Plant Nutrition-Physiology Research
Selected Highlights of the 2020 Plant Nutrition-Physiology Research
Dr. Peter Jeranyama
Irrigation water management. Irrigation scheduling continues to be a major challenge in cranberry production. Many growers tend to rely on the 1 inch per week “rule” from rain and irrigation despite evidence that in most years this results in some weeks with inadequate water and others with excess. It is highly likely that irrigation based on detecting available moisture in the soil and irrigating only when the moisture is inadequate to support plant growth results in better cranberry yield and less fruit rot. Values of soil water tension between -4.5 to -6 kPa seem to be adequate. The results showed that the grower practice had tension readings of -2 kPa or less and consistently wetter than the tensiometer method. Fruit rot was 7% higher and yield was 24% lower under the grower practice relative to the tensiometer method.
Developing New Frost Prediction Models: The cranberry industry has been well served through the diligent work of Dr. Franklin from the 1940s when he formulated predictive formulas for cranberry frost. The Franklin formulas cover the periods from April 20 to the end of June (spring frost) and from late August to the end of October (fall frost). Recently, climate patterns and grower winter management practices have changed and in several of the last few years, there was a need for frost prediction as early as the last week of March. Likewise, in the fall, late harvesting has become a more regular practice so that prediction for the first two weeks of November is also needed. Because Franklin formulas were developed for specific time periods, their use outside the period has yielded unreliable results. To try to mitigate against unreliable predictions outside the time period of Franklin, we are developing some formulas which have not been adopted by CCCGA for cranberry frost predictions. My program developed frost prediction formulas for April 1-14 (early spring) and November 1-15 (late fall). The fall formulas were used this fall to predict frost events.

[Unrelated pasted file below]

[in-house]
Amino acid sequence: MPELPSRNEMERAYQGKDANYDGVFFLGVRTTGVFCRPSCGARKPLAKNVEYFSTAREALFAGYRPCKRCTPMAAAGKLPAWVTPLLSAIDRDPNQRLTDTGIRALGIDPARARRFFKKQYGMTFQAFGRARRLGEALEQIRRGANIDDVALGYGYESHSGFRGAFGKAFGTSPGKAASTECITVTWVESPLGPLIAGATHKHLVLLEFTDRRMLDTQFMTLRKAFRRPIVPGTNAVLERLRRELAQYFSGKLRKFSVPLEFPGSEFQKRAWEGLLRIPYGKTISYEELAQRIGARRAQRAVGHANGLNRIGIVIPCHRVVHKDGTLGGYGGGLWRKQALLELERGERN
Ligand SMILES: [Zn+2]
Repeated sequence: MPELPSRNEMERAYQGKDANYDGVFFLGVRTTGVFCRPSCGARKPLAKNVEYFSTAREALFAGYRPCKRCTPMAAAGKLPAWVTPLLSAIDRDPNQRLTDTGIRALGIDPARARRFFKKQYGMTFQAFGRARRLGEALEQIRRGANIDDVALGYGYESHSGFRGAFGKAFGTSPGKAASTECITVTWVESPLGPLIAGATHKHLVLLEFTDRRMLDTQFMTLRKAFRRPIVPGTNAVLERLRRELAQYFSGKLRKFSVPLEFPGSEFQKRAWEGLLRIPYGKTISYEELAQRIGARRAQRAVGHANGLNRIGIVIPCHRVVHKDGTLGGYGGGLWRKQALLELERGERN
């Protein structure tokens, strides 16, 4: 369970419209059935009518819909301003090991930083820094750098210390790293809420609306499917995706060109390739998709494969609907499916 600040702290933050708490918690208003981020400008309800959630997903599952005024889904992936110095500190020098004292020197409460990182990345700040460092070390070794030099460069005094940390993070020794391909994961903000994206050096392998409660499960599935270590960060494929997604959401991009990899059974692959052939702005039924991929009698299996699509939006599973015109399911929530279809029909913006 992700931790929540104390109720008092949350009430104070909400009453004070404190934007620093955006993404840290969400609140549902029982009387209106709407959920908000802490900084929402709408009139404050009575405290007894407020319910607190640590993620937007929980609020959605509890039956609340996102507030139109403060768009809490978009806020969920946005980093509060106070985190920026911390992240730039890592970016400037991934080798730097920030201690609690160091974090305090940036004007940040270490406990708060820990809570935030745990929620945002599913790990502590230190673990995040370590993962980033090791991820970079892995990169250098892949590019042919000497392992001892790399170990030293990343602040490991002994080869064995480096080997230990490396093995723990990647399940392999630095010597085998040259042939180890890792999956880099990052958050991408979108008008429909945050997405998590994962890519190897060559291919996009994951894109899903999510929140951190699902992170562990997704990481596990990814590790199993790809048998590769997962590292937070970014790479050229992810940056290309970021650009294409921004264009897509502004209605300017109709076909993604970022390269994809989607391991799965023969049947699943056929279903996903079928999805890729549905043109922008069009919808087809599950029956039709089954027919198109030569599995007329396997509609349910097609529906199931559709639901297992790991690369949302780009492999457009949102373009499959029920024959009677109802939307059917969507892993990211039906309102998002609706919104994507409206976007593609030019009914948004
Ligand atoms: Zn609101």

Optimal Nitrogen Fertilizer Rates in Second-Generation Hybrid Cranberry Cultivars. Nitrogen is the most important element in cranberry production that impacts both vegetative growth and fruiting. Nitrogen fertilizer rates have been determined for native cultivars (“Early black” and “Howes”) and for the first-generation hybrids such as “Stevens”, but field data to support N fertilizer recommendations for the second-generation “super” cultivars such as “Mullica Queen”, “Crimson Queen” and “DeMoranville” are lacking. Because responses to N fertilizers are almost undetectable in the first year after application, but are clearly evident after the second and third years, it is critical to conduct fertilizer experiments over multiple years. In this study, we will refine N fertilizer recommendations for one native cultivar (‘Howes’), one first-generation hybrid cultivar (‘Stevens’), and all second-generation cultivars planted in Massachusetts (‘Crimson Queen’, ‘Mullica Queen’, and ‘DeMoranville’).
Cranberry Productivity Project. This is a collaborative project with Dr. Giverson Mupambi (UMass Cranberry), Dr. Casey Kennedy (ARS-USDA) and Dr. David Millar (ARS-USDA). We are monitoring 12 cranberry beds, half are low productivity and the other half are high productivity bogs. We are collecting fruit yield data, fruit rot, fruit quality, DNA analysis , delta 13C, 15N, soil Carbon, Soil P and soil N of at least 12 preselected coordinates. We are evaluating variables that are closely associated with crop productivity. This is part of large project on food quality with ARS-USDA.
- Peter Jeranyama. Managing sun-scald on large fruited cultivars. September 2020 Newsletter. https://ag.umass.edu/sites/ag.umass.edu/files/newsletters/17-2020-sep-cranberry.pdf : pp. 3-4.
- Peter Jeranyama and Leela Uppala. April 24, 2020 Newsletter. Preliminary keeping quality. https://ag.umass.edu/sites/ag.umass.edu/files/newsletters/24-2020-apr-cranberry_0.pdf; pp. 1.
- Leela Uppala and Peter Jeranyama. June 26, 2020 Newsletter. Final keeping quality. https://ag.umass.edu/sites/ag.umass.edu/files/newsletters/26-2020-jun-cranberry.pdf: pp 1.
- Peter Jeranyama, Anil Shrestha and Nilhari Neupane.2020. Sustainable food systems: diversity, scope and challenges, In: Leonard Rusinamhodzi (Ed.) The Role of Ecosystem Services in Sustainable Food Systems, Elsevier, London, UK, pp. 1-16.
- Peter Jeranyama. Monthly weather summaries (January -September, 2020) https://ag.umass.edu/cranberry/weather-summaries